How to Claim the Recovery Rebate Credit on Your 2021 Tax Return
What is the Recovery Rebate Credit?
In the simplest of terms, it is money in your pocket. In more nuanced terms, the Recovery Rebate Credit is a tax credit against your 2020 income tax. Generally, this credit will increase the amount of your tax refund or decrease the amount of the tax you owe.
The Recovery Rebate Credit was paid in three rounds of advance payments during 2020 and early 2021 (this is what was known as ‘stimulus payments', in effect, advanced payments of the Recovery Rebate Credit. They are officially referred to as the first, second and third Economic Impact Payments (EIP1, EIP2 and EIP3).
You received the full amounts of all Economic Impact Payments if:
- Your first Economic Impact Payment was $1,200 ($2,400 if married filing jointly for 2020) plus $500 for each qualifying child you had in 2020
Your second Economic Impact Payment was $600 ($1,200 if married filing jointly for 2020) plus $600 for each qualifying child you had in 2020
Your third Economic Impact Payment was $1,400 ($2,800 if married filing jointly) plus $1,400 for each qualifying dependent
Who can claim the Recovery Rebate Credit?
Eligible individuals who did not receive the full amounts of their Economic Impact Payments (read: stimulus payments) may claim the Recovery Rebate Credit on their Form 1040.
All of the below must apply:
U.S. citizen or U.S. resident alien during the applicable tax year
Cannot be claimed as a dependent of another taxpayer for the tax year
Have a Social Security number valid for employment that is issued before the due date of your tax return (including extensions).
Tax return filing required
There is no more non-filer tool. Even if you are not normally required to file a tax return, if you did not receive any of the Economic Impact Payments, you must file Form 1040 or Form 1040-SR to claim the Recovery Rebate Credit.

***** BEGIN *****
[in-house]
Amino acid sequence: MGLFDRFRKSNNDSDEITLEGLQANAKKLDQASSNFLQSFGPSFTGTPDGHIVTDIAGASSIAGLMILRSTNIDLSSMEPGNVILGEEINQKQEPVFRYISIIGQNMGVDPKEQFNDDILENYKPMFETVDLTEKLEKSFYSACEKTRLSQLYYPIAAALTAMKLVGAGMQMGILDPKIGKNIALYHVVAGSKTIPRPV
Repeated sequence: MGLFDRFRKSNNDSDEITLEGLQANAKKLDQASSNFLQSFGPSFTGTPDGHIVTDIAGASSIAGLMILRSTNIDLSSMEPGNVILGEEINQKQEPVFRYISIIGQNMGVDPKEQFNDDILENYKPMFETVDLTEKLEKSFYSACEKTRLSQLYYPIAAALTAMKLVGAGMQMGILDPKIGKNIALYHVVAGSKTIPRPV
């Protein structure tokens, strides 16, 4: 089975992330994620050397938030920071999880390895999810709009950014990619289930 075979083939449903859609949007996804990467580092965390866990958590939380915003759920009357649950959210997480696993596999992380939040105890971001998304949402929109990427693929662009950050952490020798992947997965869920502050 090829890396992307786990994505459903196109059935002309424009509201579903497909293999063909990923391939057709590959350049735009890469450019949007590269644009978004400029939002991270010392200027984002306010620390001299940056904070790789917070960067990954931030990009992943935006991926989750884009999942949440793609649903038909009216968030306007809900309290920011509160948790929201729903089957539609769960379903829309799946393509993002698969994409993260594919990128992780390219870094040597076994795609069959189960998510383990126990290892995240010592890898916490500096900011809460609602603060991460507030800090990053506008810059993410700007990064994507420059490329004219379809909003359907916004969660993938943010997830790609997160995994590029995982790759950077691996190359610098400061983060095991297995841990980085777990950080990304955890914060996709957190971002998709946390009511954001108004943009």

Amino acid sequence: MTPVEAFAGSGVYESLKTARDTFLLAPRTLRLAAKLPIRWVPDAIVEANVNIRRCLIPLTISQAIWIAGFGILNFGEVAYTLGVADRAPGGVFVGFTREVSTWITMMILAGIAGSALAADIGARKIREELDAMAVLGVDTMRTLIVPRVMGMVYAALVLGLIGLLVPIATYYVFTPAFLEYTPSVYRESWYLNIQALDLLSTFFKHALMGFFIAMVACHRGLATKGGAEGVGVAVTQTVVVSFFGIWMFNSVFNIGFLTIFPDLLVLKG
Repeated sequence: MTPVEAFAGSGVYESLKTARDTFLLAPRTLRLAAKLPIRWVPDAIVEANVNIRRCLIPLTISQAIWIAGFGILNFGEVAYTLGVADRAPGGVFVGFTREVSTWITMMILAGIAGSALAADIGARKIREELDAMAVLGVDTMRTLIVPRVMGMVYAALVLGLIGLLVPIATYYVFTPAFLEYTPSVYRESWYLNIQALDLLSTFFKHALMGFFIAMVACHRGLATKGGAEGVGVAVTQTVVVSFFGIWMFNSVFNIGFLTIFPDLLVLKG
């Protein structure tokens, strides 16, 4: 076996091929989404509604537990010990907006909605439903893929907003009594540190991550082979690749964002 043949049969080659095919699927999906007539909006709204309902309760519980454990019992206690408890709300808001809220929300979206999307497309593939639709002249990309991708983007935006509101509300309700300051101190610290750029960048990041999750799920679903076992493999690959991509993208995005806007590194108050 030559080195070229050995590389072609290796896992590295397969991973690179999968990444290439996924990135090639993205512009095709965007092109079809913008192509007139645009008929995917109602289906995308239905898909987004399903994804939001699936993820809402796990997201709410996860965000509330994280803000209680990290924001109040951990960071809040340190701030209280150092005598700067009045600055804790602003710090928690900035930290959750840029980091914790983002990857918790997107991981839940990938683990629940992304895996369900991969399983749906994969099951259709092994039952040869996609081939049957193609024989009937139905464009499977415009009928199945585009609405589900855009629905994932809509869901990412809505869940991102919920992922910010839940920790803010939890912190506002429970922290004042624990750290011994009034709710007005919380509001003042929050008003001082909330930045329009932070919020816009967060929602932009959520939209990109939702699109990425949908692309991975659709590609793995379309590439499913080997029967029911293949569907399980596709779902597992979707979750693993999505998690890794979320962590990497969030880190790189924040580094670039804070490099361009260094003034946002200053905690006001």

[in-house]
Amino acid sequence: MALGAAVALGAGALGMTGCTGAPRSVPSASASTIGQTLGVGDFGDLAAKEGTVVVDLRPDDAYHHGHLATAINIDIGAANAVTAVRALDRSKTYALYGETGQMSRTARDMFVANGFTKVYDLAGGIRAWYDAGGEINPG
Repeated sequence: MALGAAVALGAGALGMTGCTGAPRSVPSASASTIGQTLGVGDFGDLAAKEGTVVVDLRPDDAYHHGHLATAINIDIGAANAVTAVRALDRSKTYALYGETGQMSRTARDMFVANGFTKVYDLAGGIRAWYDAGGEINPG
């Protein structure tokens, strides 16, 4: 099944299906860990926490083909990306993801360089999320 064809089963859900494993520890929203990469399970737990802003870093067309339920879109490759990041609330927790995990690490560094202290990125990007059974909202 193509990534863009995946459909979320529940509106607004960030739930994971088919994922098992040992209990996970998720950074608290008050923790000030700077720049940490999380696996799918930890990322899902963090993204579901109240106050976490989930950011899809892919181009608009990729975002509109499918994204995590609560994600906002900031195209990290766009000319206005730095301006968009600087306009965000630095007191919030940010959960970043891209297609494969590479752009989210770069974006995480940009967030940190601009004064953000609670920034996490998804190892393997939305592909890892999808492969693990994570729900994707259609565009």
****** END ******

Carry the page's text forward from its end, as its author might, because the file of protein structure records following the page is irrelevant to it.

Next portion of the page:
Taxpayers residing in American Samoa, Guam, Puerto Rico, the U.S. Virgin Islands, and the Northern Mariana Islands
If you reside in a U.S. territory, don't complete the Recovery Rebate Credit Worksheet and don't enter an amount on line 30 of Form 1040 or Form 1040-SR. In general, the tax authorities in American Samoa, Guam, Puerto Rico, the U.S. Virgin Islands, and the Northern Mariana Islands will provide the Recovery Rebate Credit to eligible residents. Territory residents should direct questions about Economic Impact Payments or the 2020 Recovery Rebate Credit to the tax authorities in the territories where they reside.
How does the recovery rebate work in coordination with previously issued Economic Impact Payments (EIP1 & EIP2)
If eligible, you can claim the Recovery Rebate Credit when you file your 2020 tax return (Form 1040 or Form 1040-SR).
Your Recovery Rebate Credit amount will depend on your filing status. The amounts will be phased out if your adjusted gross income for 2020 exceeds $150,000 if you are filing MFJ (Married filing jointly) or filing as a qualifying widow or widower, $112,500 if you are filing as head of household (HOH), or $75,000 if you are using any other filing status.
If your family composition has changed (you got married, got new children) and you are eligible for the higher amount of Recovery Rebate Credit than the EIP amount sent to you, you will receive an additional Recovery Rebate Credit based on your new family composition. See the table below for what to provide your tax preparer.
If you already received Economic Impact Payment based on your income in 2018 or 2019 year but your adjusted gross income in 2020 exceeds the eligibility level shown above, you are not required to pay back the payments previously received.
What if I haven't received my third Economic Impact Payment (EIP3) or got less than the full amount?
If you didn't qualify for a third Economic Impact Payment or got less than the full amount, you may be eligible to claim the 2021 Recovery Rebate Credit when you file your 2021 tax return.
By law, the IRS cannot issue Economic Impact Payments beyond December 31, 2021. If your 2020 return is not fully processed in time to issue your payment by the legislative deadline of December 31, 2021, you may be eligible to claim the 2021 Recovery Rebate Credit.